The history of art and design education in Botswana has evolved in a unique way and reflects its British colonial history and post independence development. It has involved constant exchange and dialogue with other countries through the employment of teachers, teacher trainers and University lecturers from a variety of European, Asian and other African countries. This dialogue has continued as locally trained art teachers pursue their degrees overseas and return with new ideas and influences. At the same time, the development of local crafts for a global market and the inter-cultural exchange in the visual arts outside the formal education system, are thriving with the help of various organisations and the museum and gallery sector.

This article will look more closely at the country context, the history and development of art education and the inter-relationships that have evolved over the last two decades. It will show how students engage with the challenge of integrating their African heritage and changing traditions with their development as teachers and artists. It will also consider how closer links between the formal and informal art sectors might be mutually beneficial and demonstrate the potential for art and design to play a role in the social, economic and cultural development of the country.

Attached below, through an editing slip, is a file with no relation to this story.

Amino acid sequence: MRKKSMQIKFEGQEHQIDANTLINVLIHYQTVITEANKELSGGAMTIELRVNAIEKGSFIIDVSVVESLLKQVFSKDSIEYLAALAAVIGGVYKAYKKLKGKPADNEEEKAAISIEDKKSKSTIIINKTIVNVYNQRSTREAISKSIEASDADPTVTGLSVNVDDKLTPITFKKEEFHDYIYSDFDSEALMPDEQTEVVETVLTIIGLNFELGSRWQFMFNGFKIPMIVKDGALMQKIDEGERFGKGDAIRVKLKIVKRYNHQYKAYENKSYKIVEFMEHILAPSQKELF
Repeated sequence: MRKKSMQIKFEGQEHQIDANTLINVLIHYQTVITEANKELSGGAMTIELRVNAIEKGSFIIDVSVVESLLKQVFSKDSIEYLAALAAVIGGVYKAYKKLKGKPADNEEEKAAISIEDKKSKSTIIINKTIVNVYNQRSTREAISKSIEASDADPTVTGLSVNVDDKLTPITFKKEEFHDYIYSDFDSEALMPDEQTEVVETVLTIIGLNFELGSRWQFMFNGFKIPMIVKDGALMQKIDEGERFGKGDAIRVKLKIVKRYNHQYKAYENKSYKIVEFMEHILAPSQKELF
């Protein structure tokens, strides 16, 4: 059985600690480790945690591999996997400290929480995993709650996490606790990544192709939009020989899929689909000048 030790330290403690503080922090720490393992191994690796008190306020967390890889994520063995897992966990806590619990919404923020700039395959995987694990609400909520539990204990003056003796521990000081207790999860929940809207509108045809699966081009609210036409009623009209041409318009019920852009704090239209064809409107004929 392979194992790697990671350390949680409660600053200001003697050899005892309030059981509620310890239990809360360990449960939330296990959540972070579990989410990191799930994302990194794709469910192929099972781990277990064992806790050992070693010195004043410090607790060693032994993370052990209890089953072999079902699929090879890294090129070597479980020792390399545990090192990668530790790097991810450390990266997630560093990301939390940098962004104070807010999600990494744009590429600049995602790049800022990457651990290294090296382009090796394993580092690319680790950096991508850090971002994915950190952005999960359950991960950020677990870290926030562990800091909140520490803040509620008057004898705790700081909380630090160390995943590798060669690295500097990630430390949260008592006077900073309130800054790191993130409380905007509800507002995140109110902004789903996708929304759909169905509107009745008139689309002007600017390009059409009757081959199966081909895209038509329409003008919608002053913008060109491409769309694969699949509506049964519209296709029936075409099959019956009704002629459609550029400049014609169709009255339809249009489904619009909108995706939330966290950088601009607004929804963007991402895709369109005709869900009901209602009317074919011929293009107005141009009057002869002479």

Domain Poisoning: the redundancy of current models of assessment


Volume 25.3

With the National Foundation for Educational Research concluding that schools which include Contemporary Art Practice (CAP) in their curriculum add significant value to their students’ art experience, and at a time when much of the discussion around contemporary art questions the value of the art object itself, this paper addresses the question: how are we to engage students with the contemporary and, at the same time, make value judgments of their own work?

And, while the professional fine art world subscribes increasingly to the ‘rhizomatic’ template of art processes, how do we square this with current assessment criteria which require that students produce work where the preparation and finished product occupy separate domains and rely on 'procedures and practices that reach back to the nineteenth century'? By way of a postscript to the inconclusive findings of the EPPI-centre art and design review group, this paper will also address what we have lost in the drive for domain based assessment and how to regain some of the ground lost since the introduction of Curriculum 2000.

Heritage, Identity and Belonging: African Caribbean Students and Art Education


Volume 25.3